We would bet you that we are not the only ones in Kings County with some Deichmann pottery hidden away. While Deichmann pottery is not unfamiliar to many New Brunswickers, specifically those from Kings County, the story of Erica and Kjeld Deichmann may not be very familiar to most, nor the little collection of Deichmann pottery we have amassed here at the museum (below are just a few sample pieces).
The Deichmann pottery, which they named Dykeland, in reference to the dykes on their property at Moss Glen, was created by Erica and Kjeld Deichmann. Erica and Kjeld met in
were both of Danish origin. Erica had been born in Alberta Wisconsin
to Danish parents, while her father was the pastor of a . The family moved
back to Danish Lutheran
Church Denmark when Erica
was six, only to move to
when she was a teenager. Kjeld moved to Canada Alberta
is 1927, drawn by the promise of large open spaces, not found in Denmark, and the fascination with at the
time amongst Danes. From Alberta Kjeld moved to New Brunswick and purchased a
farm house at Moss Glen on the Kingston Peninsula, and in April 1932 Erica
moved back to Canada and married Kjeld in Saint John. Canada
The original plan had been to farm and they began by raising chickens, but when their cellar flooded they discovered clay, and with the discovery of clay they decided to change course and begin making pottery. They first went back to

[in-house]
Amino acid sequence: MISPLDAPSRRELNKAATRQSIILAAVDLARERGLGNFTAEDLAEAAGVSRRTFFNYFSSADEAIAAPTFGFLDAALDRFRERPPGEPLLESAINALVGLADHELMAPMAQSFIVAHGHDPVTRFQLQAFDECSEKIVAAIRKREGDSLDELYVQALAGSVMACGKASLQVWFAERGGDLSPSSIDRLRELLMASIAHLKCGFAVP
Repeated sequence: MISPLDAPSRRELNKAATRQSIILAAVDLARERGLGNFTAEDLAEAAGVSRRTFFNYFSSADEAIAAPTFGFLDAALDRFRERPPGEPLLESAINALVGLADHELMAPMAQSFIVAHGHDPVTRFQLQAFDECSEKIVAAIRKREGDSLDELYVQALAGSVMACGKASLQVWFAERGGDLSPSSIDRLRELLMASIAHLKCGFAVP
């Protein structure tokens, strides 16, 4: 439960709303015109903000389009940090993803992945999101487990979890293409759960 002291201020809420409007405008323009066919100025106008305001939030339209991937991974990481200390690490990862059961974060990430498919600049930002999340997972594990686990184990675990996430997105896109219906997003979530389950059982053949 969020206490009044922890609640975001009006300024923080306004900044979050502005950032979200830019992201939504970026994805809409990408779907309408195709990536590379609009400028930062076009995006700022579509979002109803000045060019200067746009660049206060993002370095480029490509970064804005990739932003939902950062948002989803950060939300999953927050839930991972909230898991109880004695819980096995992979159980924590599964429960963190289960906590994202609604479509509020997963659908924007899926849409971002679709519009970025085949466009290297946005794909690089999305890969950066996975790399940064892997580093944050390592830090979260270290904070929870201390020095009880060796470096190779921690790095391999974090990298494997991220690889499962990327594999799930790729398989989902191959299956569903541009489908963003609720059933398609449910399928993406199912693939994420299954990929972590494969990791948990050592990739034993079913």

Europe for a year where Kjeld apprenticed to a potter and
Erica did weaving. The Deichmanns took months of experimenting to finally make
pottery they saw as fit to sell. In the beginning they broke hundreds of failed
pieces of pottery. They also spent untold hours developing their own clay by
combining theirs with other Maritime clay, while Erica also made her own glazes.
The making of their own clay and glazes was a defining feature of Deichmann
pottery, as most potters used premade clay and glazes. Despite their rocky
beginning with pottery, within five years Deichmann pottery had won awards at places
such as the Canadian National Exhibit and had traveled to Paris
and . New York
The Deichmann pottery was also known for its pieces with a ‘pebble glaze’, as well as Erica’s creation of the ‘goofus’, a llama-like creature that Erica was famous for making. The name did not originate with Erica but was thought to have come from Malcolm Morley, a visiting English journalist.
Their house in Moss Glen became a hub for artists and friends to gather. It also became a great tourist attraction, which only increased when they moved to
They moved to a heritage home at 34 Sunnyside Drive, which had a history of its
own; it was constructed by William Roach a Sussex farmer in 1859, and then was
purchased by Geroge L. Slipp, and the house remained in the Slipp family until
1948. Kjeld and Erica moved with their three children in 1953. There were two
large showrooms at the front of the house where visitors could watch Kjeld make
Kjeld died in 1963 and Erica remarried Lieutenant Milton F. Gregg in 1964. Interestingly enough, Lieutenant Gregg has a link to our current exhibit, “Though Your Lads are Far Away,” an exploration of Kings County during the First World War. Lt Gregg was from Mountain Dale,
Kings County and was awarded a Victoria Cross for his
actions at during the First World War.
To find out more about Lt Gregg come visit us at the Kings County Museum. Summer
hours are here and we are opened Monday to Friday 9 to 4 pm! Cambrai, France
Special thanks to summer staffer Lydia Blois for this post!
The New Brunswick Reader April 29, 2000